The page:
Foodcation: South America

Ways to make me happy:
Make me food.
Buy me food.
Be food.

Eating, sipping, gulping, tasting, chewing, slurping: Food and drink are such an inherent part of any cultural experience. Yet, despite having written several posts about South America, less than a third of them mention food. How have I not yet dedicated a post to one of my favorite things?

Let’s start with the sweet, the colorful, the wildly varied: fruit. Though common in South America, many of these fruits are just starting to find their way into North-American grocery stores.



Such fruits make their way into ice cream and pastries, providing so many new flavors that you channel your inner Cookie Monster. Here, we have some beauties from Rio’s Cafe Colombo and little shop in Lima.



Let’s home in on the culinary scene in Buenos Aires, where “good air” inspires good food. Check out Puerto Madero’s iCentral Market. Just looking at photos of iCentral dishes makes me sing with excitement.



Apple crumble, take me away! With oats toasted to perfection, sublime chocolate, and pistachio ice cream leaving you wanting more, what else could a girl ask for? Ooh, a submarino. You can’t visit BsAs without swirling a chocolate bar in hot milk to make, you guessed it, hot chocolate. Here’s one from Café Dorrego, in the artsy San Telmo neighborhood.



Since we’re on the topic of cafes and chocolate, can we head to the Recoleta neighborhood for yummy hot cocoa and dulce de leche crepes at La Biela?



And more hot chocolate at Cafe Tortoni, near Casa Rosada? Because let’s be real: who can ever really tire of drinking such deliciousness?



If you need more than sugar for sustenance, we could always relocate to Don Julio, a parrilla (grill) close to my heart…and my stomach.



Now my taste buds are getting spoiled. They’re calling for El Baqueano. If you’re familiar with “The World’s 50 Best Restaurants” list, there’s a Latin American edition listing El Baqueano as #13. Here, I turn into a heart-eyed emoticon. 😍



(If you’re intrigued by the Buenos Aires food experience and want some city context, check out this post.)

I understand if you’re feeling the need to diet at this point, so let’s opt for lighter fare, like ceviche –which you have to try in Lima– or…really, anything more basic than what we’ve been indulging in.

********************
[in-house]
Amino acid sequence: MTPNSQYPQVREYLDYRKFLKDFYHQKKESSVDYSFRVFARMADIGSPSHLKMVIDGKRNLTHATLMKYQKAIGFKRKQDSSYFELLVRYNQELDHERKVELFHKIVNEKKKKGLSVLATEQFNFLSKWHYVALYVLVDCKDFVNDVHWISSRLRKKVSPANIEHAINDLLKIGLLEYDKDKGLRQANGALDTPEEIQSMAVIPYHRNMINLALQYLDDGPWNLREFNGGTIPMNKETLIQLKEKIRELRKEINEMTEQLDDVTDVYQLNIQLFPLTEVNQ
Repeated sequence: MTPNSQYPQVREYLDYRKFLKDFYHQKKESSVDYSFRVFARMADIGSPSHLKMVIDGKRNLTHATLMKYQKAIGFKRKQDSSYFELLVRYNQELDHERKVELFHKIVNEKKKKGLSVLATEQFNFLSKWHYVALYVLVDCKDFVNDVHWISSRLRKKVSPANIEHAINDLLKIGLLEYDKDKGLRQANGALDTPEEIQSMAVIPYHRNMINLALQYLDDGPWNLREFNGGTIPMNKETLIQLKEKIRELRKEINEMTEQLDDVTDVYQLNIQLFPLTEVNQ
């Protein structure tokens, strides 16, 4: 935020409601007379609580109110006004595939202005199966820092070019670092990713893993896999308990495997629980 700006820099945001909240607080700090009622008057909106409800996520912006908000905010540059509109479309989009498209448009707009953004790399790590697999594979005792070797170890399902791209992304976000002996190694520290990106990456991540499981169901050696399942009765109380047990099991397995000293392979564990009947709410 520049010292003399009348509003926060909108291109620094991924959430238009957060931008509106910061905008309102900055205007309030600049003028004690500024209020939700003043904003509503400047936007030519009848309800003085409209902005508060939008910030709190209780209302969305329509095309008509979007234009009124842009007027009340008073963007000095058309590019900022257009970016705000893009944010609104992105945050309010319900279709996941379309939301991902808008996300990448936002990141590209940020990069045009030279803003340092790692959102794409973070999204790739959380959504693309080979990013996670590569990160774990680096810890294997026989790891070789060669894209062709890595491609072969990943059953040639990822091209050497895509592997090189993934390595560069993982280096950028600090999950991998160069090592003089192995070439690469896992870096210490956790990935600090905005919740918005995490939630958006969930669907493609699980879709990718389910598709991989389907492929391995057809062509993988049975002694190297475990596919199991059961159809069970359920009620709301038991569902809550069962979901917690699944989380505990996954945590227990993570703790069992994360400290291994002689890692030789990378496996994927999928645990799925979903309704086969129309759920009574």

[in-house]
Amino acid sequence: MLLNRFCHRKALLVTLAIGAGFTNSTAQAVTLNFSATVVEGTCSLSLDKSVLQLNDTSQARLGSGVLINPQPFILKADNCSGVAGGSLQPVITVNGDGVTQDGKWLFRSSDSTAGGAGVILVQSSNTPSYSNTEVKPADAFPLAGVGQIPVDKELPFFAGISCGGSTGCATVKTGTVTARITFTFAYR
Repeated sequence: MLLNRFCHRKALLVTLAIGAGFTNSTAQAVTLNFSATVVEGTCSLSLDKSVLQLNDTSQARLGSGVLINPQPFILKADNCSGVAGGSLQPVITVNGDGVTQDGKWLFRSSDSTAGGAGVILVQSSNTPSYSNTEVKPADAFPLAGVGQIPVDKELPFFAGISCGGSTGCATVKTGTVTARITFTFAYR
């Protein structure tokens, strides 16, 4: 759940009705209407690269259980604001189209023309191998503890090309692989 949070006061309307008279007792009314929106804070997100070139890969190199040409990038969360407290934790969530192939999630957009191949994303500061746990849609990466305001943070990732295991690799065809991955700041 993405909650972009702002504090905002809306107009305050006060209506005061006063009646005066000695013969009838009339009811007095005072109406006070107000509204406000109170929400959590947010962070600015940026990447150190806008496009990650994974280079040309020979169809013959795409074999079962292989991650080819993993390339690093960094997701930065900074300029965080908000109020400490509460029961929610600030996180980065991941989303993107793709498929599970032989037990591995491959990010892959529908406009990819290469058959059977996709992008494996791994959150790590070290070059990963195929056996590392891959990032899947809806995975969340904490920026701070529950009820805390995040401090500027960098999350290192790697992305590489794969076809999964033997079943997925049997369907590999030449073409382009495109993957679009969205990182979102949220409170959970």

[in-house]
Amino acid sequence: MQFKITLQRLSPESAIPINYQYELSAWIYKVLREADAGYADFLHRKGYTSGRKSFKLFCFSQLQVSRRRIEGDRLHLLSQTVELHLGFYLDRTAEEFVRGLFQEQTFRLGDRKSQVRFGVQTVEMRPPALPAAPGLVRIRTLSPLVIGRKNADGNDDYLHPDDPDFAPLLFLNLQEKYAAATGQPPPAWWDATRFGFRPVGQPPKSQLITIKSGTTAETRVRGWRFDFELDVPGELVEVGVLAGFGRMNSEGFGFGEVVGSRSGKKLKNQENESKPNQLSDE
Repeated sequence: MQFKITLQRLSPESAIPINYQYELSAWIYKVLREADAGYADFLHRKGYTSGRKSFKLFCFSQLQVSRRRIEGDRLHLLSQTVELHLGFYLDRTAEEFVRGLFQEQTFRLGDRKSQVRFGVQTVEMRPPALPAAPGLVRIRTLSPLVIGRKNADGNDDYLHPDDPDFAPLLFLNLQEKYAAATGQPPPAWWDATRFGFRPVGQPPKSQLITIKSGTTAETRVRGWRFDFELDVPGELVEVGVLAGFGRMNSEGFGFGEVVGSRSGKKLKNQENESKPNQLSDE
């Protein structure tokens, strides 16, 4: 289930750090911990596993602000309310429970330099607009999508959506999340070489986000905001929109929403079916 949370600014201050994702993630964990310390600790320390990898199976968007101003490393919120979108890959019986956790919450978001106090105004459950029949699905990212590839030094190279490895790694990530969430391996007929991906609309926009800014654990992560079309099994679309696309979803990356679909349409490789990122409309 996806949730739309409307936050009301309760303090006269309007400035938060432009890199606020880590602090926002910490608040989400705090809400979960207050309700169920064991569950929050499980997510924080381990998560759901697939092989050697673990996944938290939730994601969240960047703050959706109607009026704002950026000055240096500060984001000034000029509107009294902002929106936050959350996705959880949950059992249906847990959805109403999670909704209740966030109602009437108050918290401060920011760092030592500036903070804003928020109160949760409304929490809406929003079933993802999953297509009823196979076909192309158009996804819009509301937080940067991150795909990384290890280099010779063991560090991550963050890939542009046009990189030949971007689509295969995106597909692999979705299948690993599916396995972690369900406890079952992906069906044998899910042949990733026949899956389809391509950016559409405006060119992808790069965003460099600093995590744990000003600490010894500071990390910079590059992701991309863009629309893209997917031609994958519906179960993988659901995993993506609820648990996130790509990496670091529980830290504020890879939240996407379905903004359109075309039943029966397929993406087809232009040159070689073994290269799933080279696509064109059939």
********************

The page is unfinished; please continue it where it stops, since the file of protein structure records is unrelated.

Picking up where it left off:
When you arrive in the Peruvian capital, you can ease into the local gastronomy at quaint La Mora, or you can dive right into it at an under-the-radar Bar Carbone.



When in Lima, you’re likely to visit Miraflores, a popular neighborhood where we find Dolce Capriccio (where suits and jackets, some business-y and some scholarly, are as enjoyable to ogle as the food menu) and Sophie – a bistro that caters to carnivores in city that favors seafood.



Speaking of carnivorism. When in Peru, you might try the traditional cuy. Here’s one from Cusco.



If you can’t bring yourself to try that, you might instead opt for a Suspiro de Limeña – particular one served in Lima’s Huaca Pucllana, where you can dine with a view of an archeological site.



If you enjoy that, something tells me you like sweet and sour. In which case, you probably also have taste buds for caipirinhas, a traditional cachaça cocktail with muddled fruit. Here’s some of that alcoholic goodness (alongside the equally traditional feijoada stew) in Mercado Municipal, Sao Paulo, Brazil.



It’s not a far leap from market food to street fare, so we may as well try that too. Care for some tapioca de chocolate? Here we are in Praia Vermelha, Rio de Janeiro, at the base of Sugarloaf Mountain.



We’ve now eaten at an indoor market, a beach street…. Hey, how about a beach street market? Browse for souvenirs in Copacabana as you enjoy churros, fried and filled to order. Chocolate or doce do leite? If you can’t decide, do both! No regrets.



I’m perfectly fine with dessert for dinner, but if you’re the type to need a balanced meal, try Churrascaria Palace. Brazilians love barbecue – a passion that’s all too easy to understand here.



Oh look, caipirinhas again. This time, at Joaquina, in Rio’s Leme neighborhood. What better way to end a beach day? Go ahead: Try different flavors! You won’t find them better than in Brazil.



Since we’re on a cocktail streak, we may as well have some pisco sours too. Hey, when in Peru! We can test our bartending skills in Aguas Calientes, a town at the base of Macchu Picchu. Not a bad way to celebrate hiking the Inca Trail.



Have you had enough yet? I could share more of my South American food adventures, but you’re probably ready to have your own at this point. If I’ve inspired even just a bit of your foodlust, my job here is done. One last caipirinha for the road?



Wishing you a weekend of culinary delights,